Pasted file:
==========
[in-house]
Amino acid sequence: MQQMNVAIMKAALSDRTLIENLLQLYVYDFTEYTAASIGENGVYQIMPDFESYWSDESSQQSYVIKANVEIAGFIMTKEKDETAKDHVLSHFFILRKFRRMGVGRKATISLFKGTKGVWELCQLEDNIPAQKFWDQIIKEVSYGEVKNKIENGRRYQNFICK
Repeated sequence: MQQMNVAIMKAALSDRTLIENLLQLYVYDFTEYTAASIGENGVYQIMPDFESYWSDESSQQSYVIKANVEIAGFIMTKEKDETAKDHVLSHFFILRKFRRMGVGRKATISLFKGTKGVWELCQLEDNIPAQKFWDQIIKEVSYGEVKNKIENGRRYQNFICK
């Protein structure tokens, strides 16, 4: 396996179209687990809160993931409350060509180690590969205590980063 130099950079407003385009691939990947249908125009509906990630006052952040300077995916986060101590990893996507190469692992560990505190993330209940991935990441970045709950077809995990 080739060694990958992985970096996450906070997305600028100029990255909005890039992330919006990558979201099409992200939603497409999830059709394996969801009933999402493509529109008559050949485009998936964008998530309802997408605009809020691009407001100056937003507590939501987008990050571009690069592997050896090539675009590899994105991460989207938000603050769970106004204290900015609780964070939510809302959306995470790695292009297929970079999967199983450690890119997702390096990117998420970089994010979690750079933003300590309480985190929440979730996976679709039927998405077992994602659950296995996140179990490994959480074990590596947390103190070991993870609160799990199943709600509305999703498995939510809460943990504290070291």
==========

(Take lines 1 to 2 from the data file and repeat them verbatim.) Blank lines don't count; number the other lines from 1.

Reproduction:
[in-house]
Amino acid sequence: MQQMNVAIMKAALSDRTLIENLLQLYVYDFTEYTAASIGENGVYQIMPDFESYWSDESSQQSYVIKANVEIAGFIMTKEKDETAKDHVLSHFFILRKFRRMGVGRKATISLFKGTKGVWELCQLEDNIPAQKFWDQIIKEVSYGEVKNKIENGRRYQNFICK